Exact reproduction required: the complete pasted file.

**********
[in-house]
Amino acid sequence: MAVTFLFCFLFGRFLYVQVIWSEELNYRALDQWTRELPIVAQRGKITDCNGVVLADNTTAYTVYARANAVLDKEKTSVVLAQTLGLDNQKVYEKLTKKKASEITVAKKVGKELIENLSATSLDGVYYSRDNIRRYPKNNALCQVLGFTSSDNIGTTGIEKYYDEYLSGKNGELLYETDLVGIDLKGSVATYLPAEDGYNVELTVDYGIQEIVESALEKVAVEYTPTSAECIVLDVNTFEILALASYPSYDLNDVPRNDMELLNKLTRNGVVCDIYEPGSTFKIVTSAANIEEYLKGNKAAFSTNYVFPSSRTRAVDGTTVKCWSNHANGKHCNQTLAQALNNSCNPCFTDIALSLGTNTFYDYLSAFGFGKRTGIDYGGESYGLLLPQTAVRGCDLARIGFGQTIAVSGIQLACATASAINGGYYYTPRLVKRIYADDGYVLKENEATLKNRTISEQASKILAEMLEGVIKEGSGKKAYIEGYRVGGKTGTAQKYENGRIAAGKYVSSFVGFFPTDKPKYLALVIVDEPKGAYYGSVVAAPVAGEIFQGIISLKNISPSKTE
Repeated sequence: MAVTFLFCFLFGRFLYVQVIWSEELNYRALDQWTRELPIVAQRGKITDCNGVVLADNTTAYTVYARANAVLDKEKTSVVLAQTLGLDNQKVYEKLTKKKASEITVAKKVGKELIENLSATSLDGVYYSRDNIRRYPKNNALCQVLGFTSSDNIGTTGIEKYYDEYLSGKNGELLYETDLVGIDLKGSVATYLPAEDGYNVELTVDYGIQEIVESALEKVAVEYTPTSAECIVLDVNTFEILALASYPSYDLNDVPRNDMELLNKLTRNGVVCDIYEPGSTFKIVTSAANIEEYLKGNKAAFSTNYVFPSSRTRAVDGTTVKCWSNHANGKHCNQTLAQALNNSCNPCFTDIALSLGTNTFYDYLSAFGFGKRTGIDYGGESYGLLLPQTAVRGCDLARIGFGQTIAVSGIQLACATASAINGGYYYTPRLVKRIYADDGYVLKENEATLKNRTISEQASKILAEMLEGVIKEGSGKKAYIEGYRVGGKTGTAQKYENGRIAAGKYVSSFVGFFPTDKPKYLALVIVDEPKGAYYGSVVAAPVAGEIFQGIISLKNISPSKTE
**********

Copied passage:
[in-house]
Amino acid sequence: MAVTFLFCFLFGRFLYVQVIWSEELNYRALDQWTRELPIVAQRGKITDCNGVVLADNTTAYTVYARANAVLDKEKTSVVLAQTLGLDNQKVYEKLTKKKASEITVAKKVGKELIENLSATSLDGVYYSRDNIRRYPKNNALCQVLGFTSSDNIGTTGIEKYYDEYLSGKNGELLYETDLVGIDLKGSVATYLPAEDGYNVELTVDYGIQEIVESALEKVAVEYTPTSAECIVLDVNTFEILALASYPSYDLNDVPRNDMELLNKLTRNGVVCDIYEPGSTFKIVTSAANIEEYLKGNKAAFSTNYVFPSSRTRAVDGTTVKCWSNHANGKHCNQTLAQALNNSCNPCFTDIALSLGTNTFYDYLSAFGFGKRTGIDYGGESYGLLLPQTAVRGCDLARIGFGQTIAVSGIQLACATASAINGGYYYTPRLVKRIYADDGYVLKENEATLKNRTISEQASKILAEMLEGVIKEGSGKKAYIEGYRVGGKTGTAQKYENGRIAAGKYVSSFVGFFPTDKPKYLALVIVDEPKGAYYGSVVAAPVAGEIFQGIISLKNISPSKTE
Repeated sequence: MAVTFLFCFLFGRFLYVQVIWSEELNYRALDQWTRELPIVAQRGKITDCNGVVLADNTTAYTVYARANAVLDKEKTSVVLAQTLGLDNQKVYEKLTKKKASEITVAKKVGKELIENLSATSLDGVYYSRDNIRRYPKNNALCQVLGFTSSDNIGTTGIEKYYDEYLSGKNGELLYETDLVGIDLKGSVATYLPAEDGYNVELTVDYGIQEIVESALEKVAVEYTPTSAECIVLDVNTFEILALASYPSYDLNDVPRNDMELLNKLTRNGVVCDIYEPGSTFKIVTSAANIEEYLKGNKAAFSTNYVFPSSRTRAVDGTTVKCWSNHANGKHCNQTLAQALNNSCNPCFTDIALSLGTNTFYDYLSAFGFGKRTGIDYGGESYGLLLPQTAVRGCDLARIGFGQTIAVSGIQLACATASAINGGYYYTPRLVKRIYADDGYVLKENEATLKNRTISEQASKILAEMLEGVIKEGSGKKAYIEGYRVGGKTGTAQKYENGRIAAGKYVSSFVGFFPTDKPKYLALVIVDEPKGAYYGSVVAAPVAGEIFQGIISLKNISPSKTE